Women around the world are granted only three-quarters of the legal rights enjoyed by men, often preventing them from getting jobs or opening businesses, the World Bank said in study published Wednesday.
“If women have equal opportunities to reach their full potential, the world would not only be fairer, it would be more prosperous as well,” Kristalina Georgieva, the bank’s interim president, said in a statement.
While reforms in many countries are a step in the right direction, “2.7 billion women are still legally barred from having the same choice of jobs as men,” the statement said.
The study included an index measuring gender disparities that was derived from data collected over a decade from 187 countries and using eight indicators to evaluate the balance of rights afforded to men and women.
The report showed progress over the past 10 years, with the index rising to 75 from 70, out of a possible 100, as 131 countries have agreed to enact 274 reforms, adopting laws or regulations allowing greater inclusion of women.
Among the improvements, 35 countries have proposed laws against sexual harassment in the workplace, granting protections to an additional 2 billion women, while 22 nations have abolished restrictions that kept women out of certain industrial sectors.
Six perfect scores
Six nations — Belgium, Denmark, France, Latvia, Luxembourg and Sweden — scored a 100, “meaning they give women and men equal legal rights in the measured areas,” the World Bank said.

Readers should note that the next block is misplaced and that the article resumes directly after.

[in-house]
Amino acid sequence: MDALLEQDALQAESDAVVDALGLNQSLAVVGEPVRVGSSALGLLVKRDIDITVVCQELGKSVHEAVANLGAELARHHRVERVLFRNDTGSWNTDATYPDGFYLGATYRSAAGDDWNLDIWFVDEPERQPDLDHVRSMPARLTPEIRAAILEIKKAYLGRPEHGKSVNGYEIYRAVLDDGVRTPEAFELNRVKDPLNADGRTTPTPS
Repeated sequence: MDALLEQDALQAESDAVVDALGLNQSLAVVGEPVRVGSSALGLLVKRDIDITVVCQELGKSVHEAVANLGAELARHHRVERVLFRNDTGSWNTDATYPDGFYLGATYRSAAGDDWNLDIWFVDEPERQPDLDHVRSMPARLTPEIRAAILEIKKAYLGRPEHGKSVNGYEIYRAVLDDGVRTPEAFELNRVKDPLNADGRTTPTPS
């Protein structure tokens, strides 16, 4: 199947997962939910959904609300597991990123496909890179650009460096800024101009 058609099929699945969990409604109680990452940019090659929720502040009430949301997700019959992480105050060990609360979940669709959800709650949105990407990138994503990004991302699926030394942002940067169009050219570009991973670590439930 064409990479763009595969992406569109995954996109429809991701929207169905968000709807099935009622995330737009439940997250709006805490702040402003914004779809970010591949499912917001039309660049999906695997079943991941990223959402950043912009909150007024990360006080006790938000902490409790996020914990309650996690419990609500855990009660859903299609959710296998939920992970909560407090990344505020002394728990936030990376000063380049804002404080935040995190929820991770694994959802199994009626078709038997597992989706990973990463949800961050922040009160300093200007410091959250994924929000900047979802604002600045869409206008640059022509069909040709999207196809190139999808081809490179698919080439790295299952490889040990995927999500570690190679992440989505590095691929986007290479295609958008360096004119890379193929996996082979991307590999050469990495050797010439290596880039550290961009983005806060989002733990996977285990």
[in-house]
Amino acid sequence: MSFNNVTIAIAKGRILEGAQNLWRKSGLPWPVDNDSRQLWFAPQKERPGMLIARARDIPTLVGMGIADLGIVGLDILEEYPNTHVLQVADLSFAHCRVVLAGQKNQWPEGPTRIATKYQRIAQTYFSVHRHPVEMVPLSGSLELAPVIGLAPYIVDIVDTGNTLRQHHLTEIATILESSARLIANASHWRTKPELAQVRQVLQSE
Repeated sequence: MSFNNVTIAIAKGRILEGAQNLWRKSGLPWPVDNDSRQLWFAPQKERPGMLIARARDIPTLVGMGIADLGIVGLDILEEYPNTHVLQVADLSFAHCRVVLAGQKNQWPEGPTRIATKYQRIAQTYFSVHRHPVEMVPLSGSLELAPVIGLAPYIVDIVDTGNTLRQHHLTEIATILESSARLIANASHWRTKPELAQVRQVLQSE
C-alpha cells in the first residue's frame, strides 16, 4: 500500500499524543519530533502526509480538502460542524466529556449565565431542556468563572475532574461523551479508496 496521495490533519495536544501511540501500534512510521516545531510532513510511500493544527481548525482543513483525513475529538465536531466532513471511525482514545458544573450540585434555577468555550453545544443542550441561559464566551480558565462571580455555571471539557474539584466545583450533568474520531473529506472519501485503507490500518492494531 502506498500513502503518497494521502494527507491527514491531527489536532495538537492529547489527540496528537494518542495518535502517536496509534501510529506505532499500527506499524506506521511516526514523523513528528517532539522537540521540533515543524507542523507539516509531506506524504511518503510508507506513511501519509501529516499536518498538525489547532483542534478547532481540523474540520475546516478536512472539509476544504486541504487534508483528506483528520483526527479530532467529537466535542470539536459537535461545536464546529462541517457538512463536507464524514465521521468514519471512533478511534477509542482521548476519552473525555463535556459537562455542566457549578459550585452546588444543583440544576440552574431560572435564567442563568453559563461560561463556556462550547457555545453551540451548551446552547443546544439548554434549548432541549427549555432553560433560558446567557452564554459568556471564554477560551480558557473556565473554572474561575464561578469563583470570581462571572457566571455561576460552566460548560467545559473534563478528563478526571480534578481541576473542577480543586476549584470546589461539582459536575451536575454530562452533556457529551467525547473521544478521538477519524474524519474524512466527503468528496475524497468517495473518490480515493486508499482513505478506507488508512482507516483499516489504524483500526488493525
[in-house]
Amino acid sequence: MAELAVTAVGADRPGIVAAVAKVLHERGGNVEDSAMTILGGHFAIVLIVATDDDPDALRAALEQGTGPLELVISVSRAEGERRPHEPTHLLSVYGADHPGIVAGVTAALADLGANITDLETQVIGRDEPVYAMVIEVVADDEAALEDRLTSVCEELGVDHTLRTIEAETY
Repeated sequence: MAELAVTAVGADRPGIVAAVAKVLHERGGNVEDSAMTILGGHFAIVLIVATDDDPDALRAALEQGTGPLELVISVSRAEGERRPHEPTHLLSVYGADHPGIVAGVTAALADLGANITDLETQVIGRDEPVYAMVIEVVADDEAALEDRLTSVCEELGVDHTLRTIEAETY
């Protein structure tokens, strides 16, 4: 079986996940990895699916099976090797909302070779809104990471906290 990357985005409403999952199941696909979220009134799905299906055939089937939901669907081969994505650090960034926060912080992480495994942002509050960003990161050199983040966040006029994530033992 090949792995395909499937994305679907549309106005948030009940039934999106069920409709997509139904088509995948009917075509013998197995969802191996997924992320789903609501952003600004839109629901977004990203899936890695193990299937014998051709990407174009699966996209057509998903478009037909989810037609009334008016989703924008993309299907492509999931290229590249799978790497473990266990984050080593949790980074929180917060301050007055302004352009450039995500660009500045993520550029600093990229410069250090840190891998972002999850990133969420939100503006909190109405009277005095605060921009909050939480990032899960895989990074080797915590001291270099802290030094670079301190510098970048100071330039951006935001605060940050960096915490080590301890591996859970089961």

A decade ago, no economy had achieved a perfect score.
On the other hand, too many women still face discriminatory laws or regulations at every stage of their professional lives: 56 nations made no improvement over the last decade.
South Asia saw the greatest progress, although it still achieved a relatively low score of 58.36. It was followed by Southeast Asia and the Pacific, at 70.73 and 64.80, respectively.
Latin America and the Caribbean recorded the second-highest scores among emerging and developing economies at 79.09.
Conversely, the Middle East and North Africa posted the lowest score for gender equality at 47.37. The World Bank nevertheless pointed to encouraging changes, such as the introduction of laws against domestic violence, in particular in Algeria and Lebanon.